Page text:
Cast of Thousands, Chapter 32
Jessica kept on walking as if nothing had happened. She turned away from the offices, out to her bike, and left. She biked home wholeheartedly, pumping her legs wildly and soaring violently along the patches of greenbelt between school and her house. Jess ran upstairs and flung herself into the depths of her beanbag chair.
She wanted to pretend it didn't bother her. In reality, it hurt her more because she knew they didn't mean it than anything else.
Jessicas knew they hadn't called her a lez because they thought she liked girls or knew she had two moms. Even if they did, it was clear to her that it had just been a casual cut, the way some kids asked if an outfit was too gay or said their teachers were lame. It came from a general idea that those things were unattractive, weak, undesirable, disgusting. If they had actually called her a lesbian, she could have held her head up high and taken it as a compliment, confusing them. But she knew that they really meant the sly meanings hidden behind the word instead.
She burned inside. Their scorn ate away at her long after they had probably forgotten what they had said. It fed on her fear that she was somehow irrevocably different, freakish, that she would be trapped in their mockingly normal world forever.
She pulled her favorite doll to her: a stuffed Strawberry Shortcake toy that had originally belonged to Kitten. Curling up around the doll, she sighed and stared off into space until she heard her parents come home. She chewed a little on the edge of Strawberry Shortcake's hand as she used to when she was a baby. Should she go downstairs and talk to them about what happened in Chorus?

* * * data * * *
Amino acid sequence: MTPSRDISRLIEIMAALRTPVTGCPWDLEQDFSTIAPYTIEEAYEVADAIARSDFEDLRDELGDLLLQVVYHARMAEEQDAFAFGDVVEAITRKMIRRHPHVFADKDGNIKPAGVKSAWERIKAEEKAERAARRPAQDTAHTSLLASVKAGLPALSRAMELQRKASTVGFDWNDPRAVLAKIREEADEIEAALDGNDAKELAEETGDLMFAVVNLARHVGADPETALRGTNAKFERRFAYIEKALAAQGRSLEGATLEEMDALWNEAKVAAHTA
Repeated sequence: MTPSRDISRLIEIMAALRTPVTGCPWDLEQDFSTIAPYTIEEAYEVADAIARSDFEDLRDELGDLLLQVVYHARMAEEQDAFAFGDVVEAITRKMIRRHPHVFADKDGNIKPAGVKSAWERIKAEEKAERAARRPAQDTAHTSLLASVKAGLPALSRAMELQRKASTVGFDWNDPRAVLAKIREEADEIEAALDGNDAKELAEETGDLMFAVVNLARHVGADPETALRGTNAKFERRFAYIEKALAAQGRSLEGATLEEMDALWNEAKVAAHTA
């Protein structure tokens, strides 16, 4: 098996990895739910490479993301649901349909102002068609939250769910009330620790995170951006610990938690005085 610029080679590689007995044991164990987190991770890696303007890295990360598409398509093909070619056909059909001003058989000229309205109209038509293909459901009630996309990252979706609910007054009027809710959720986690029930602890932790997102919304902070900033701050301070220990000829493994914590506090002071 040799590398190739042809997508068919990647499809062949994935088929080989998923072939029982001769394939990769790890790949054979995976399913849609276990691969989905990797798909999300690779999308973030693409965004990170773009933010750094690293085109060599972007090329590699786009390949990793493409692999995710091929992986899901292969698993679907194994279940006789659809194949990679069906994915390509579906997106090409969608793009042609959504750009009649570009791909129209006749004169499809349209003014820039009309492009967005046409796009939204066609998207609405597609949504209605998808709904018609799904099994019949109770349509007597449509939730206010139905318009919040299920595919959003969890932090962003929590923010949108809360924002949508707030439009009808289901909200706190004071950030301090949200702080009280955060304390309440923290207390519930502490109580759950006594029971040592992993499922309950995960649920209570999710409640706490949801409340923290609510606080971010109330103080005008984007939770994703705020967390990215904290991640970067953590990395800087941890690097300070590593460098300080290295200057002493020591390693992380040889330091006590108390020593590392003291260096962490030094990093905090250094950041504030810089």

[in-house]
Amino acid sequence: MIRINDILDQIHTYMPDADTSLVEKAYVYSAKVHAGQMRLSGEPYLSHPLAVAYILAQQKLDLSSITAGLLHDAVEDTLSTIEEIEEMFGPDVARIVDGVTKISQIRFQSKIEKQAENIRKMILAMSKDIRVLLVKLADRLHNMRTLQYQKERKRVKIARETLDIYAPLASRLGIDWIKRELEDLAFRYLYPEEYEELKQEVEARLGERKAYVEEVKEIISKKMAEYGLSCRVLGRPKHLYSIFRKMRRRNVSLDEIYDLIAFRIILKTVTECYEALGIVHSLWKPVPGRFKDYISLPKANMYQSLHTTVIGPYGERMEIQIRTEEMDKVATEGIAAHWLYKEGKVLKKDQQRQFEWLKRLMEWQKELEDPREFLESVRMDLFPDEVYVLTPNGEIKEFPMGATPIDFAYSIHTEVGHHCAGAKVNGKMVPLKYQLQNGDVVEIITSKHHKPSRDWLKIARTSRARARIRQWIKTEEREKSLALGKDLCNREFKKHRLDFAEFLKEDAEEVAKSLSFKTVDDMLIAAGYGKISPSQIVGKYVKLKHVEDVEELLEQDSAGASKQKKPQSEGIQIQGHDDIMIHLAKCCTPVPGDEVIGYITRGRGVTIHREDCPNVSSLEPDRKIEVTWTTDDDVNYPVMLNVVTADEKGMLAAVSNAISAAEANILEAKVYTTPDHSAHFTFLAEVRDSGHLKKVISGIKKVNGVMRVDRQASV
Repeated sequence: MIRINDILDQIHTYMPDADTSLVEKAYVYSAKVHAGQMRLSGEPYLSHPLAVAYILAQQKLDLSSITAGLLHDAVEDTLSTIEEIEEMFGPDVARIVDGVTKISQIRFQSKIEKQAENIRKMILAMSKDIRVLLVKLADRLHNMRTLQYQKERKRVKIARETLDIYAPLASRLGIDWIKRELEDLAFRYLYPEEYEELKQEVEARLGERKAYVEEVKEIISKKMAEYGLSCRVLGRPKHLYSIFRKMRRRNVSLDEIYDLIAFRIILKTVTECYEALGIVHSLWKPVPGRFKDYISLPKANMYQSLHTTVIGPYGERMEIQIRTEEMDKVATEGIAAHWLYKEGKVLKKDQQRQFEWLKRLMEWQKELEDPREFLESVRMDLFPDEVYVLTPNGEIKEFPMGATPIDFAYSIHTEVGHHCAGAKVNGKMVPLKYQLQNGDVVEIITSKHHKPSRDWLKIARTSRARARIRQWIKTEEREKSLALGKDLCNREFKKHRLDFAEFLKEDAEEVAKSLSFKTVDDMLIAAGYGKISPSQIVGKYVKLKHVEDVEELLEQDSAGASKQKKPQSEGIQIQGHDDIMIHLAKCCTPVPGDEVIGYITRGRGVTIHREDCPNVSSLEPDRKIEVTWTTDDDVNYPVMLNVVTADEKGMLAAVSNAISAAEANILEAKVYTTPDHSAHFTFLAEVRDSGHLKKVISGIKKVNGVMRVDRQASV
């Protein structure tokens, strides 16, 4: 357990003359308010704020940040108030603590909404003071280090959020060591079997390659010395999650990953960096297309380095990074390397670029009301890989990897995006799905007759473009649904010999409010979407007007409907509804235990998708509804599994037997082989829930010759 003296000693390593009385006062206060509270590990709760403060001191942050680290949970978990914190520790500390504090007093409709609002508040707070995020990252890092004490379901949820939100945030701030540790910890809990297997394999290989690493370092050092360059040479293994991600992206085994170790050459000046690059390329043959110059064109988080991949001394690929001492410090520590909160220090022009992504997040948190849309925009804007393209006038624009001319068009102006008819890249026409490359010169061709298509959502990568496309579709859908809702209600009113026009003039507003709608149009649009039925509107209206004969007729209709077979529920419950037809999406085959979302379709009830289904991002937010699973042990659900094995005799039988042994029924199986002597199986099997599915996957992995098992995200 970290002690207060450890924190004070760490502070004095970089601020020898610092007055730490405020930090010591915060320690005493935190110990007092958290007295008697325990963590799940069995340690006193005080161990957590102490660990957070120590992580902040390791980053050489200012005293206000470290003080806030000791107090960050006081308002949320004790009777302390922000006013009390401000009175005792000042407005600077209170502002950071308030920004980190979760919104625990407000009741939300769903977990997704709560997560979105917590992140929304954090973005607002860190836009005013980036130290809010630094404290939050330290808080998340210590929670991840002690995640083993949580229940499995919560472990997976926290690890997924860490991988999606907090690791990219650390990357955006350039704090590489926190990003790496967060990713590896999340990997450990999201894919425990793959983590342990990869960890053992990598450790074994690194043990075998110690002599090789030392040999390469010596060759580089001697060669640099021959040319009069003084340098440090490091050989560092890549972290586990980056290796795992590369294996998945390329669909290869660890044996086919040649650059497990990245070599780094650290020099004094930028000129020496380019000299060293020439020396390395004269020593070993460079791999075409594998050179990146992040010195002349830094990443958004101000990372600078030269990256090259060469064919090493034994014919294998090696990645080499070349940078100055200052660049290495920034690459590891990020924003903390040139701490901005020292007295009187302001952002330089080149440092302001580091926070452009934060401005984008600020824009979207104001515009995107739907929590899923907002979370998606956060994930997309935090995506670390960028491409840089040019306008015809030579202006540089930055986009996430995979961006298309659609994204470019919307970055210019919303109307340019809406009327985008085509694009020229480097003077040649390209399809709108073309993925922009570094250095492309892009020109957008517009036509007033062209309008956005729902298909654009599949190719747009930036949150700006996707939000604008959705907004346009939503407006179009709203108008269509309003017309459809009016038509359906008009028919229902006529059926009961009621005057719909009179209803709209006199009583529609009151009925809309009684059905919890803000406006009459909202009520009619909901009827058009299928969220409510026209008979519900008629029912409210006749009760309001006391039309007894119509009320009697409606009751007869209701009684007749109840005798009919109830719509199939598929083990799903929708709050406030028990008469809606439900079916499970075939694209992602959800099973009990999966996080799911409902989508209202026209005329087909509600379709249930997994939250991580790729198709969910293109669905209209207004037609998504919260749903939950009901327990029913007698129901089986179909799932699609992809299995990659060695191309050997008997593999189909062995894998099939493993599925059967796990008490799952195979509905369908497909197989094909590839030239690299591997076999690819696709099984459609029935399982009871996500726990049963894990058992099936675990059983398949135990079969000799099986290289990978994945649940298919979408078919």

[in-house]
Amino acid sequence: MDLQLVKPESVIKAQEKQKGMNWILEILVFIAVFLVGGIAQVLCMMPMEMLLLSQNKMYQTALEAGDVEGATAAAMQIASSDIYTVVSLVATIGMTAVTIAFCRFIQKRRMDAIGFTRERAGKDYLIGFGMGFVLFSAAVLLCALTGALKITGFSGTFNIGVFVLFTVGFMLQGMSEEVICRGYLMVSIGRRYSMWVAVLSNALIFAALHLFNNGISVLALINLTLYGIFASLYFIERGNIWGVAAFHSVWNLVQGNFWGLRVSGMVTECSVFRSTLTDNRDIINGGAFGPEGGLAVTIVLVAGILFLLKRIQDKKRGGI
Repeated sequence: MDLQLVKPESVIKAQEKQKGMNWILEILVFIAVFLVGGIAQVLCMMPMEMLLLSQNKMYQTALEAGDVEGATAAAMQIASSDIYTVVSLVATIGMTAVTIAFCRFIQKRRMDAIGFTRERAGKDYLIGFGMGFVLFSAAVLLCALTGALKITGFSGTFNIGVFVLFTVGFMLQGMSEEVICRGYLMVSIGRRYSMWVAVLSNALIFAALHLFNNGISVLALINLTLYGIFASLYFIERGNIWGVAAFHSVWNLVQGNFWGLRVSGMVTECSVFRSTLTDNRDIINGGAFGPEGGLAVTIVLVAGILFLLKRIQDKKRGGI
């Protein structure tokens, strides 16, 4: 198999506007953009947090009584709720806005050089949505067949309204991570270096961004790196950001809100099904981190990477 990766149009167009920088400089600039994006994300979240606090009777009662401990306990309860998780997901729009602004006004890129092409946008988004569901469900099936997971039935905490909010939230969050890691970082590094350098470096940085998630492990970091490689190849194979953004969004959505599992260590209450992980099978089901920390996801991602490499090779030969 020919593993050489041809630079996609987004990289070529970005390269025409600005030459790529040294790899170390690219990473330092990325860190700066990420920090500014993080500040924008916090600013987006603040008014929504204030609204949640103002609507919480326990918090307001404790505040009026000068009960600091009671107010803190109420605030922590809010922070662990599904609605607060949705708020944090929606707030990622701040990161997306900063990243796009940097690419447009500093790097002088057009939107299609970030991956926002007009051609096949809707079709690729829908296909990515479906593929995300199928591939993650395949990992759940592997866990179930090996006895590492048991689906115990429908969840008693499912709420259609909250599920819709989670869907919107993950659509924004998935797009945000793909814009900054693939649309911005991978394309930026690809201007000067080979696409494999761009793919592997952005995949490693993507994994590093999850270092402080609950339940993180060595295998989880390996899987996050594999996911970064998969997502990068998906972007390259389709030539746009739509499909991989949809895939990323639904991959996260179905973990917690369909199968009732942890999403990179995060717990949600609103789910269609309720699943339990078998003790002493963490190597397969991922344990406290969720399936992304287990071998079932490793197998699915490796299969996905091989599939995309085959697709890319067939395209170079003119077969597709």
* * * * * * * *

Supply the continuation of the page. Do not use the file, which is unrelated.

"What do you think?" she asked the inside of her head.
"They would just get all freaked out over nothing. They would probably want to call the girls' parents or something."
"But maybe they would be nice."
"And it's not like I even know those girls' names. And probably they wouldn't go call anyone cause they know that wouldn't help anyway."
"Yeah the girls would just be meaner if they got in trouble for it. Nobody can actually stop them. I should just drop out of the class."
"But then they'd win!"
"What would they win? They'd lose cause they wouldn't have anyone to kick around anymore."
"So they'd just find someone new."
"That wouldn't be fair to everyone else there."
"But it's not my job to protect everyone in the class and be their whipping-person or whatever. They can take care of themselves... right?"
"But it's still not FAIR!"
"Life isn't fair. Right? That's what everyone always says."
"Yeah but they say that to justify mean things happening. Not to say that we should just be as mean as we want and it's ok cause life isn't fair."
"But then ... but it's not mean. It's obsessing about what the girls MIGHT do and being a total martyr about it. It's not your job to be there so they can have someone to pick on."
Jessica mulled this over, drumming her toes on the floor anxiously. "Then whose job is it?"
"It's not anybody's job! Nobody should be there for them to do that! And maybe if you do something about it even if it's just leaving then the next person they pick on will have the sense to do something to stop it too!"
"Yeah. You're like the Rosa Parks of nerdy kids everywhere."
"Was that sarcasm? Cause that's really wrong."
Jessica tried to stop thinking about it but the thoughts kept coming, unbidden. "The whole question was whether to tell Mom and Moms anyway, not what else to do about it."
"They'd just worry."
"But that's that whole martyr thing again. They would want to know."
"They might know what to do about it."
"They'd be really pissed off at those girls."
"They'd probably be pissed off at the whole school."
"It's not like they won't be able to tell that something's wrong."
Jessica grumbled to herself. She hated when this happened. She should be able to make it quiet in her own brain, for pete's sake. Couldn't other people do it? Maybe that's why more people didn't meditate. She could never make it quiet enough in there to meditate; it was just a rain of thoughts on a million different topics all the time when she tried. Reluctantly, she got up and headed downstairs. She could just see if they noticed, she told herself, and let the ball be in their court. At least if she gave in to that impulse she might be distracted from her own inner bickering for a while.